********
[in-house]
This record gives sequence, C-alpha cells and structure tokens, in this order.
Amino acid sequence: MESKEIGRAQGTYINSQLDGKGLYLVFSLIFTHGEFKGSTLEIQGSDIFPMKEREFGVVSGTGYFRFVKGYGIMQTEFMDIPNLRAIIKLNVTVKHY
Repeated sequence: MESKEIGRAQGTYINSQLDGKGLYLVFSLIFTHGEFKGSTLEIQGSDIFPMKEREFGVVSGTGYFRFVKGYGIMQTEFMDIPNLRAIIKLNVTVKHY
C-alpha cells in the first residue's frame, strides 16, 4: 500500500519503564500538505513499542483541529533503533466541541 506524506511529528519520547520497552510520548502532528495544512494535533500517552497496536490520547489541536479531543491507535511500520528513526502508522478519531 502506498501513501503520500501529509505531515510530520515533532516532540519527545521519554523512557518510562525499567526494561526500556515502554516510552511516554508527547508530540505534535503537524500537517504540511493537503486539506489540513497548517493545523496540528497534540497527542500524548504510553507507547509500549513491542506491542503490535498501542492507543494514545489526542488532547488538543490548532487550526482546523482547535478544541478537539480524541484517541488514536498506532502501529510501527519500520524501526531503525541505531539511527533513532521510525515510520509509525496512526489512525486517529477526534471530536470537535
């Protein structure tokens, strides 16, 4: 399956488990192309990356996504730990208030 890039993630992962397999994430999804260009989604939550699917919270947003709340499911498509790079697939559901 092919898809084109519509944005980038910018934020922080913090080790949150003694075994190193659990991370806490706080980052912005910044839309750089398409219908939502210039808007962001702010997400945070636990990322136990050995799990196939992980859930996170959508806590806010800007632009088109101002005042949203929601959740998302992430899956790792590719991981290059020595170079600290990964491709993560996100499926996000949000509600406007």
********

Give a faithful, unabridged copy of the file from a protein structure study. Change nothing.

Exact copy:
[in-house]
This record gives sequence, C-alpha cells and structure tokens, in this order.
Amino acid sequence: MESKEIGRAQGTYINSQLDGKGLYLVFSLIFTHGEFKGSTLEIQGSDIFPMKEREFGVVSGTGYFRFVKGYGIMQTEFMDIPNLRAIIKLNVTVKHY
Repeated sequence: MESKEIGRAQGTYINSQLDGKGLYLVFSLIFTHGEFKGSTLEIQGSDIFPMKEREFGVVSGTGYFRFVKGYGIMQTEFMDIPNLRAIIKLNVTVKHY
C-alpha cells in the first residue's frame, strides 16, 4: 500500500519503564500538505513499542483541529533503533466541541 506524506511529528519520547520497552510520548502532528495544512494535533500517552497496536490520547489541536479531543491507535511500520528513526502508522478519531 502506498501513501503520500501529509505531515510530520515533532516532540519527545521519554523512557518510562525499567526494561526500556515502554516510552511516554508527547508530540505534535503537524500537517504540511493537503486539506489540513497548517493545523496540528497534540497527542500524548504510553507507547509500549513491542506491542503490535498501542492507543494514545489526542488532547488538543490548532487550526482546523482547535478544541478537539480524541484517541488514536498506532502501529510501527519500520524501526531503525541505531539511527533513532521510525515510520509509525496512526489512525486517529477526534471530536470537535
């Protein structure tokens, strides 16, 4: 399956488990192309990356996504730990208030 890039993630992962397999994430999804260009989604939550699917919270947003709340499911498509790079697939559901 092919898809084109519509944005980038910018934020922080913090080790949150003694075994190193659990991370806490706080980052912005910044839309750089398409219908939502210039808007962001702010997400945070636990990322136990050995799990196939992980859930996170959508806590806010800007632009088109101002005042949203929601959740998302992430899956790792590719991981290059020595170079600290990964491709993560996100499926996000949000509600406007």